Renal impairment: End stage renal disease (ESRD) patients receiving dialysis had 2-fold higher
duloxetine C max and AUC values compared with healthy subjects. Pharmacokinetic data on duloxetine
is limited in patients with mild or moderate renal impairment.
Hepatic impairment: Moderate liver disease (Child Pugh Class B) affected the pharmacokinetics of
duloxetine. Compared with healthy subjects, the apparent plasma clearance of duloxetine was 79%
lower, the apparent terminal half-life was 2.3 times longer, and the AUC was 3.7 times higher in
patients with moderate liver disease. The pharmacokinetics of duloxetine and its metabolites have not
been studied in patients with mild or severe hepatic insufficiency.
Breast-feeding mothers: The disposition of duloxetine was studied in 6 lactating women who were at
least 12-weeks postpartum. Duloxetine is detected in breast milk, and steady-state concentrations in
breast milk are about one-fourth those in plasma. The amount of duloxetine in breast milk is
approximately 7 µg/day while on 40 mg twice daily dosing. Lactation did not influence duloxetine
pharmacokinetics.
5.3 Preclinical safety data
Duloxetine was not genotoxic in a standard battery of tests and was not carcinogenic in rats.
Multinucleated cells were seen in the liver in the absence of other histopathological changes in the rat
carcinogenicity study. The underlying mechanism and the clinical relevance are unknown. Female
mice receiving duloxetine for 2 years had an increased incidence of hepatocellular adenomas and
carcinomas at the high dose only (144 mg/kg/day), but these were considered to be secondary to
hepatic microsomal enzyme induction. The relevance of this mouse data to humans is unknown.
Female rats receiving duloxetine (45 mg/kg/day) before and during mating and early pregnancy had a
decrease in maternal food consumption and body weight, oestrous cycle disruption, decreased live
birth indices and progeny survival, and progeny growth retardation at systemic exposure levels
estimated to be at the most at maximum clinical exposure (AUC). In an embryotoxicity study in the
rabbit, a higher incidence of cardiovascular and skeletal malformations was observed at systemic
exposure levels below the maximum clinical exposure (AUC). No malformations were observed in
another study testing a higher dose of a different salt of duloxetine. In prenatal/postnatal toxicity
studies in the rat, duloxetine induced adverse behavioural effects in the offspring at exposures below
maximum clinical exposure (AUC).
6.
PHARMACEUTICAL PARTICULARS
6.1 List of excipients
Capsule content:
Hypromellose
Hypromellose acetate succinate
Sucrose
Sugar spheres
Talc
Titanium dioxide (E171)
29
Triethyl citrate
Capsule shell:
60 mg:
Gelatin
Sodium lauryl sulfate
Titanium dioxide (E171)
Indigo carmine (E132)
Yellow iron oxide (E172)
Edible white ink
Edible white ink contains:
Titanium dioxide (E171)
Propylene glycol
Shellac
Povidone
6.2 Incompatibilities
Not applicable.
6.3 Shelf life
3 years.
6.4 Special precautions for storage
Store in the original package in order to protect from moisture. Do not store above 30º C.
6.5 Nature and contents of container
Polyvinylchloride (PVC), polyethylene (PE), and polychlorotrifluoroethylene (PCTFE) blister sealed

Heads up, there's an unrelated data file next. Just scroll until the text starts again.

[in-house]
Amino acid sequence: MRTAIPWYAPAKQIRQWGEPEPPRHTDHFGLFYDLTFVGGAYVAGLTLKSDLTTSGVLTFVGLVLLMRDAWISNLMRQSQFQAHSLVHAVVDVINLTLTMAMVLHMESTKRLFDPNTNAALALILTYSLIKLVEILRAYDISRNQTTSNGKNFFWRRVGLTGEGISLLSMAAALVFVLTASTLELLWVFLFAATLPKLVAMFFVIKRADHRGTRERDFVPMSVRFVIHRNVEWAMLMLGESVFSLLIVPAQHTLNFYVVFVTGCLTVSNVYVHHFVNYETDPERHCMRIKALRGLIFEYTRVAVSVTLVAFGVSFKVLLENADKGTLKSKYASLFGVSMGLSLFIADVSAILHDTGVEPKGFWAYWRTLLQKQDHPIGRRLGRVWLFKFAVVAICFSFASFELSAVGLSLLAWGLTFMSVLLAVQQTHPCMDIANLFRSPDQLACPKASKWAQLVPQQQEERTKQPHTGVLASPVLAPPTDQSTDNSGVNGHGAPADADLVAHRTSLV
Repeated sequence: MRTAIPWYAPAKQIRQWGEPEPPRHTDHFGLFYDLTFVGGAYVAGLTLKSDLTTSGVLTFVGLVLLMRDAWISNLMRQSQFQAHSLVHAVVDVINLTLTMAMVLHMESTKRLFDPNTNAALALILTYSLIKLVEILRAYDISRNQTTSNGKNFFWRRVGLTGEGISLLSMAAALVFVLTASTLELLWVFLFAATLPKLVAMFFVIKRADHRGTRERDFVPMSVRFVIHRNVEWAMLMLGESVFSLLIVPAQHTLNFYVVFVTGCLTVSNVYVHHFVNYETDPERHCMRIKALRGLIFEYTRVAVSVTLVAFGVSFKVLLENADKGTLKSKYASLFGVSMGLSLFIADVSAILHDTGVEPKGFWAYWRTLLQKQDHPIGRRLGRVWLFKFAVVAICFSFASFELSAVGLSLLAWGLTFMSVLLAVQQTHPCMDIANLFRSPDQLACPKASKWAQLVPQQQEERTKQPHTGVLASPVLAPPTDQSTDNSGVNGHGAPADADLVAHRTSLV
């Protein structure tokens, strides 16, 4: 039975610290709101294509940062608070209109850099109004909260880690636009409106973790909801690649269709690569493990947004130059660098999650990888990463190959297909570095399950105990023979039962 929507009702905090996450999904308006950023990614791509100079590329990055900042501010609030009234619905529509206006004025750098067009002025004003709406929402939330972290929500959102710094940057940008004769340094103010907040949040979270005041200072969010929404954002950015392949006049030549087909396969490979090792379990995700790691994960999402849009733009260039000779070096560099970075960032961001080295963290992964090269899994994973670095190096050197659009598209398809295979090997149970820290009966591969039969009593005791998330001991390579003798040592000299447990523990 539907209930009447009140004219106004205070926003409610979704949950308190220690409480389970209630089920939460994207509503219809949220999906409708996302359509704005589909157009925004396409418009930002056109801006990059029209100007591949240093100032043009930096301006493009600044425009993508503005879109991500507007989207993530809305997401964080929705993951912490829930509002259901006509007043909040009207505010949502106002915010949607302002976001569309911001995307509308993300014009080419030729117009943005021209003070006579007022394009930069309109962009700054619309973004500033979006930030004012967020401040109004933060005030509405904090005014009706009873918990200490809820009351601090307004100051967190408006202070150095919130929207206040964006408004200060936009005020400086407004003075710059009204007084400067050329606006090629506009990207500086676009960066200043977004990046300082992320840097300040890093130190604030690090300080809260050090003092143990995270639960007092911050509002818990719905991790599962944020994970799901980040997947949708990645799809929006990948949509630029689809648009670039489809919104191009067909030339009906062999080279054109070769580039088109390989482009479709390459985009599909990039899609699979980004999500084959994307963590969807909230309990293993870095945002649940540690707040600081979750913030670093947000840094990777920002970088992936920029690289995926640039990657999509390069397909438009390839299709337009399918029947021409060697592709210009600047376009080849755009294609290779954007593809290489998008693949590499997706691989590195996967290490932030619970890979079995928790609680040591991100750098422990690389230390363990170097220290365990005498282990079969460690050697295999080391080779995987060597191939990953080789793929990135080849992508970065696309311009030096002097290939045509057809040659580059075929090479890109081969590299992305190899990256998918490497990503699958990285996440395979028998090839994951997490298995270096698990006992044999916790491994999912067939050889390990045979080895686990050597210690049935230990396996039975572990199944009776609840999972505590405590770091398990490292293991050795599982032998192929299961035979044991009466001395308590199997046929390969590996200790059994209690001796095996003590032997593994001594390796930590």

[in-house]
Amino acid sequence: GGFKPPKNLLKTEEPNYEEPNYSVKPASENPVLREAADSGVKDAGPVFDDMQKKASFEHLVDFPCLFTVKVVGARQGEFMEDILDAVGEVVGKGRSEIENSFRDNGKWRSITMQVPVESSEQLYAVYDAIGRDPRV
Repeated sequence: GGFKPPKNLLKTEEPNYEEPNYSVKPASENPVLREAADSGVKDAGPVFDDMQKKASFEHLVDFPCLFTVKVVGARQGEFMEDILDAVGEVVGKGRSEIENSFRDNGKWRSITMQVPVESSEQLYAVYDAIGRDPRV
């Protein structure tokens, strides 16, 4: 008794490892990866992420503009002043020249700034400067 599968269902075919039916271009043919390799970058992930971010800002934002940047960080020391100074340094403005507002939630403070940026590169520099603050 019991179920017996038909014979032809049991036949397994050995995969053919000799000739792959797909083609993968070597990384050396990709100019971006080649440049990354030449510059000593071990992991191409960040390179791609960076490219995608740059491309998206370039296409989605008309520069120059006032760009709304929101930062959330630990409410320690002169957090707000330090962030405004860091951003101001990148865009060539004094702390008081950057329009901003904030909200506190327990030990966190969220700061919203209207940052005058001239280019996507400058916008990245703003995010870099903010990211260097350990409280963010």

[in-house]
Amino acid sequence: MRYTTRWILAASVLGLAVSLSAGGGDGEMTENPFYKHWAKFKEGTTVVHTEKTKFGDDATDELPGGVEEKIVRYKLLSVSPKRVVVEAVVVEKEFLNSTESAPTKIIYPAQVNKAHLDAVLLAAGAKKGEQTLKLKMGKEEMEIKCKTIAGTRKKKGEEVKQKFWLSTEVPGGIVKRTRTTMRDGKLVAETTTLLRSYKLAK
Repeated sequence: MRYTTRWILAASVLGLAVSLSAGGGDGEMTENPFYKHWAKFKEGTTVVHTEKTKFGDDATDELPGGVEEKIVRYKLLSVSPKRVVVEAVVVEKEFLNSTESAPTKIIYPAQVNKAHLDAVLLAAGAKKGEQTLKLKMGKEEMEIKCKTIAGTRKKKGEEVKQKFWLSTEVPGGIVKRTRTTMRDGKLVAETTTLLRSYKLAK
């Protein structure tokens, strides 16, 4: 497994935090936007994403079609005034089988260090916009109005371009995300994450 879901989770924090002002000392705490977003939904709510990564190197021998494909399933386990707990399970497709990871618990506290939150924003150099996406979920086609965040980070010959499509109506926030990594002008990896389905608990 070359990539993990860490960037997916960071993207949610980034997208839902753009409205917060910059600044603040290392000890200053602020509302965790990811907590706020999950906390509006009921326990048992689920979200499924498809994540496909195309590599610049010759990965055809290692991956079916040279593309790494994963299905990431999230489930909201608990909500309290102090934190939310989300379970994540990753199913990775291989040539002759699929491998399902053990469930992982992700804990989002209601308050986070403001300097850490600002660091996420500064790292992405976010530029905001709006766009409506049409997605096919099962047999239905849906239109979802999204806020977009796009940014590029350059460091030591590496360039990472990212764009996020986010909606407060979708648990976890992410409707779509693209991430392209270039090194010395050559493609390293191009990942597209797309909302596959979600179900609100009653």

with an aluminium foil.
Xeristar 60 mg is available in packs of 28, 56, 84, 98, 100 (Each pack contains 5 cartons of 20
capsules) and 500 capsules (Each pack contains 25 cartons of 20 capsules).
Not all pack sizes may be marketed.
6.6 Special precautions for disposal
No special requirements.
7.
MARKETING AUTHORISATION HOLDER
Eli Lilly Nederland BV, Grootslag 1-5, NL-3991 RA Houten, The Netherlands.
8.
MARKETING AUTHORISATION NUMBER(S)
EU/1/04/297/002
EU/1/04/297/003
EU/1/04/297/004
EU/1/04/297/005
EU/1/04/297/007
EU/1/04/297/008
30
9.
DATE OF FIRST AUTHORISATION/RENEWAL OF THE AUTHORISATION
Date of first authorisation: 17 December 2004
Date of latest renewal: 24 June 2009
10. DATE OF REVISION OF THE TEXT
Detailed information on this medicine is available on the European Medicines Agency (EMA) web
site: http://www.ema.europa.eu
31
ANNEX II
A. MANUFACTURING AUTHORISATION HOLDER(S)
RESPONSIBLE FOR BATCH RELEASE
B. CONDITIONS OF THE MARKETING AUTHORISATION
32
A
MANUFACTURING AUTHORISATION HOLDER(S) RESPONSIBLE FOR BATCH
RELEASE
Name and address of the manufacturer(s) responsible for batch release
Lilly S.A.
Avda. de la Industria Nº 30,
28108 Alcobendas
Madrid
Spain
B
CONDITIONS OF THE MARKETING AUTHORISATION
CONDITIONS OR RESTRICTIONS REGARDING SUPPLY AND USE IMPOSED ON
THE MARKETING AUTHORISATION HOLDER
Medicinal product subject to medical prescription
CONDITIONS OR RESTRICTIONS WITH REGARD TO THE SAFE AND
EFFECTIVE USE OF THE MEDICINAL PRODUCT
Not applicable.
OTHER CONDITIONS
Pharmacovigilance system
The MAH must ensure that the system of pharmacovigilance, presented in Module 1.8.1 of the
Marketing Authorisation Application, is in place and functioning before and whilst the product is on
the market.
Risk Management Plan
The MAH commits to performing the studies and additional pharmacovigilance activities detailed in
the Pharmacovigilance Plan, as agreed in version 05 of the Risk Management Plan (RMP) presented in
Module 1.8.2. of the Marketing Authorisation Application and any subsequent updates of the RMP
agreed by the CHMP.
As per the CHMP Guideline on Risk Management Systems for medicinal products for human use, any
updated RMP should be submitted at the same time as the following Periodic Safety Update Report
(PSUR).
In addition, an updated RMP should be submitted
When new information is received that may impact on the current Safety Specification,
Pharmacovigilance Plan or risk minimisation activities
Within 60 days of an important (pharmacovigilance or risk minimisation) milestone being
reached
At the request of the European Medicines Agency